Study challenges and gaps offered by the environment. Take advantage of every detail or cultural fact you think can add value to your research. Observe people and ask them whatever you feel is interesting. Remind your interviewees you’re there to learn and ask them to be teachers. Empowering your audience starts from the very first beginning.
When interviewing the audience, be sure you know who’s influencing them. Project officers tend to think only external agents have influence in a program’s ultimate recipients, like a teacher, a priest, or a community leader, although normally, internal influencers like a teenage daughter, a relative living in city, or the neighborhood’s hairdresser, are high level prescribers of your messages because they have a tremendous influence over your audience.
Most theoretical communication for development approaches, usually those focusing more on humanitarian than in for change activities, divide audiences in two groups: those having effect on communication, and those affected by communication.
From a practical point of view, this doesn’t work in all cases. Internal audiences, like volunteers, can act as prescribers but only if well trained and motivated. And, the final public, those beneficiaries of the program, can indeed influence in others. So keep in mind everybody is a potential communicator.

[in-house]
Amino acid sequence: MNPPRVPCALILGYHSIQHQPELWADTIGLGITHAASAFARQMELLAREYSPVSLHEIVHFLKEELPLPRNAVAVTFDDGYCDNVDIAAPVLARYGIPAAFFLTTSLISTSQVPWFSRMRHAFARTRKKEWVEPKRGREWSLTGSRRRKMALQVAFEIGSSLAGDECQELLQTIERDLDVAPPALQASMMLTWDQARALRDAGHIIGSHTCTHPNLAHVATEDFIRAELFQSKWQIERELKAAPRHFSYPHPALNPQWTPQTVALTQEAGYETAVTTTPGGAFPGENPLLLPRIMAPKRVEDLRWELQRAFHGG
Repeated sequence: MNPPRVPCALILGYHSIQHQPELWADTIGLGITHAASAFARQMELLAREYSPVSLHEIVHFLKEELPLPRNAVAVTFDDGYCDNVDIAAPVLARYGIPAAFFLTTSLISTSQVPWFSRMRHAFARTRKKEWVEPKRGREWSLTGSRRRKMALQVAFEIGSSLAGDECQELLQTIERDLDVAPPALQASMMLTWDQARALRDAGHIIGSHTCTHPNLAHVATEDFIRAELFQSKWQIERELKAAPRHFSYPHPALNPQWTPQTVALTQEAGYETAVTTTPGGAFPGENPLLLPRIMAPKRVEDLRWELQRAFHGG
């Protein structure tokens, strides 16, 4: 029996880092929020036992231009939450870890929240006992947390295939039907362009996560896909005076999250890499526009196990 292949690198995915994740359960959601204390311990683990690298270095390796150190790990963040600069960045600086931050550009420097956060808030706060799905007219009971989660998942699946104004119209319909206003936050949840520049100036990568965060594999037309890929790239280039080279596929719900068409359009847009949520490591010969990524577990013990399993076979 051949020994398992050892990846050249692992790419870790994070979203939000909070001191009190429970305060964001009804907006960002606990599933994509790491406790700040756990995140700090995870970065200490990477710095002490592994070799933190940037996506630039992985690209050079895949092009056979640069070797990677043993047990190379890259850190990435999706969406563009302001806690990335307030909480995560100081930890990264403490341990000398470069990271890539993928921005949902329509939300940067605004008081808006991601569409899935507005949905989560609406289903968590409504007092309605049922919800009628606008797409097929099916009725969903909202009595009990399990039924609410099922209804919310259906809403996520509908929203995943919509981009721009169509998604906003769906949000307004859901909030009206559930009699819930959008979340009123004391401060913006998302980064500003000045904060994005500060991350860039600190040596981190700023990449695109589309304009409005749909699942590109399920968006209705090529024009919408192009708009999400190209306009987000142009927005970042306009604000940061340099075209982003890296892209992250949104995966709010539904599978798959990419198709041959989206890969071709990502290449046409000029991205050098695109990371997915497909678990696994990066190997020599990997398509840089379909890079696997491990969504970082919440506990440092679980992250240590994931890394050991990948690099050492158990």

With all this information, complete your SWOT analysis and develop a stakeholder’s map. This will help you understand relationships among groups and individuals involved in the program. Study your map to find potential gaps and opportunities.
Branding knowledge and program perception is always an objective in itself. When interviewing recipients, the first questions should be always related to organization brand, meaning, and understanding. Results can be both shocking and frustrating. This exercise helps you understand the world is not revolving around your organization, program or brand.
Don’t forget to study global, local, and community events affecting targeted audience.
Understanding what will be happening at the same time your strategy will be running is crucial to plan communication implementation.
Plan in advance. Thinking on organizing a big event the same day the national team is having a big match? Maybe it’s not a good idea.
Wait, we’re not done here. What about internal stakeholders?
Start evaluating human resources needed and draw an organizational structure scheme establishing what will be the benefits, expected behavior, and success indicators for each stakeholder.
Finally, draft a budget document to start understanding how budget constrains will affect (as always) these first ideas.
It’s time to polish communication goals and objectives with all the collected data. These are the capstone of all your strategy and the starting point for your next hat to wear to start designing your strategy: the jockey hat.
What’s inside your hat?
What about you? Have you experienced some of these techniques to conduct analysis and research? Have you ever used these techniques in other processes?
Some free easy-to-use resources are listed below to help you to design all related documents in this text.
In addition, some comprehensive ‘how-to’ guides are also below if you want to get deeper into the concepts shown here.